Stolen Recipes: Hainanese Chicken Rice

The first time I ate Hainanese Chicken Rice was at a birthday party for my sister. A Chinese friend and I had voluteered to create dinner for 12 or so of us. I can’t remember what I cooked, but I do remember he cooked Hainanese Chicken Rice. I have to say I was very worried about how bland it would be – chicken poached skin on with rice cooked in the chicken stock has a very uniform colour (ie. beige), but the flavour is sensational. It is comfort food at it’s best, and when eaten with chilli and coriander and other condiments, takes it to new levels of deliciousness.

Hainanese Chicken Rice is classic Malaysian/Singaporean hawker food. Wikipedia says:

“Hainanese chicken rice is a dish adapted from early Chinese immigrants originally from Hainan province in southern China. It is considered one of the national dishes of Singapore…Catherine Ling of CNN describes Hainanese chicken rice as one of the “40 Singapore foods we can’t live without”. It also listed at number 45 on World’s 50 most delicious foods complied by CNN Go in 2011.

The recipe I used is from a book we received as a wedding present 15 years ago! At this time, I just liked the way it looked and haven’t really¬†cooked from it a great deal but have recently found it to be a mine of information about Asian cooking across the board. Which I guess you’d expect given the title – Encyclopedia of Asian Food: The Definitive Guide to Asian Cookery by Charmaine Solomon. I had wondered whether it might be out of print, but it appears to still be available on Amazon, re-released in 2010. I’ve adapted this recipe and added some elements from a recipe I found on Gourmet Traveller, which you can find here.

It feels like there’s heaps to do here, but given much of the time is just waiting for the chicken and rice to cook, it’s not that labour intensive. Traditionally it’s paired with some coriander and fresh cucumber, but I felt I needed some acid to compliment the dish, so I made some quick pickled cucumbers, as below.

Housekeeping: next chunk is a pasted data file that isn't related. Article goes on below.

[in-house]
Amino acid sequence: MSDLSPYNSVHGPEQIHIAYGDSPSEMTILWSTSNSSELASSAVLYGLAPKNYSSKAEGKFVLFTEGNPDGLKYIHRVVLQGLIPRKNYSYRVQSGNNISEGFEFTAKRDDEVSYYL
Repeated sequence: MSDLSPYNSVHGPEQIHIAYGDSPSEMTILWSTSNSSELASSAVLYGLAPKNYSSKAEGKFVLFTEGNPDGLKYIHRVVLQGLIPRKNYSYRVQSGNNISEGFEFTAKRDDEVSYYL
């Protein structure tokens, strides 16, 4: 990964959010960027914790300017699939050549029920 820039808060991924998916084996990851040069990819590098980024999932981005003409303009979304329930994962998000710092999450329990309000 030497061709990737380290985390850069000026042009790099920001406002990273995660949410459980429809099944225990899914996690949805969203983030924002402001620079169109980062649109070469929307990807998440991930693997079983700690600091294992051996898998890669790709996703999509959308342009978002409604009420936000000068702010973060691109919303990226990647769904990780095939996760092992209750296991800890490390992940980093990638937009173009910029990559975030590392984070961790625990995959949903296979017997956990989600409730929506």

HAINANESE CHICKEN RIC2016-11-15-19-04-22

1 whole free range chicken
Salt
2-3 spring fresh coriander
15g fresh ginger, bashed with the side of a knife to bruise
3 spring onions, chopped
2 Tbsp salt

For the rice:
500g long grain rice (I used basmati, GT recommends Jasmine)
2 Tbsp peanut oil or canola oil
2 Tbsp sesame oil
5 chopped shallots (or 1 onion, finely chopped)
3 cloves garlic, finely chopped
1 Tbsp sliced ginger

For the sauce:
100ml stock from cooking chicken
2 Tbsp soy sauce
1/2 tsp sesame oil

  1. Rub the bird inside and out with salt.
  2. In a large saucepan, bring 4 litres of water to the boil with the coriander, first portion of ginger, spring onions and salt.
  3. Gently lower the chicken into the boiling water breast side down until the chicken is completely submerged. Reduce the heat to a simmer and cook for 20 minutes, then cover tightly, turn the heat off completely and let the chicken cook in the residual heat for 40-45 minutes or until completely cooked through.
  4. Meanwhile, wash the rice and drain thoroughly.
  5. Heat the oils in a large pan with a heavy base. Add garlic, ginger and shallots and fry, stirring until cooked and fragrant. Do not brown.
  6. Add the rice to the pan and cook, stirring, until the rice grains are coated with oil.
  7. Pour over 4 cups of stock from the chicken and add to the pan. Bring to the boil, stir, then reduce the heat to low, cover and cook for 15 minutes. Remove from heat and leave to cook, covered for another 10 minutes.
  8. To make the sauce, combine all ingredients in a bowl.
  9. Remove chicken from stock and cut into bite sized pieces. Serve with the rice and sauce, extra coriander leaves, chilli sauce, sesame or chilli oil, pickled cucumber and steamed vegetables.

QUICK PICKLED CUCUMBER

1/2 telegraph cucumber, thinly sliced
1/4 cup rice wine vinegar
2 tsp sugar
1 tsp sea salt

  1. Combine vinegar, sugar and salt in a bowl and stir until sugar is dissolved
  2. Add cucumber and toss gently to combine
  3. Set aside for 15 minutes to allow the flavours to infuse then serve.
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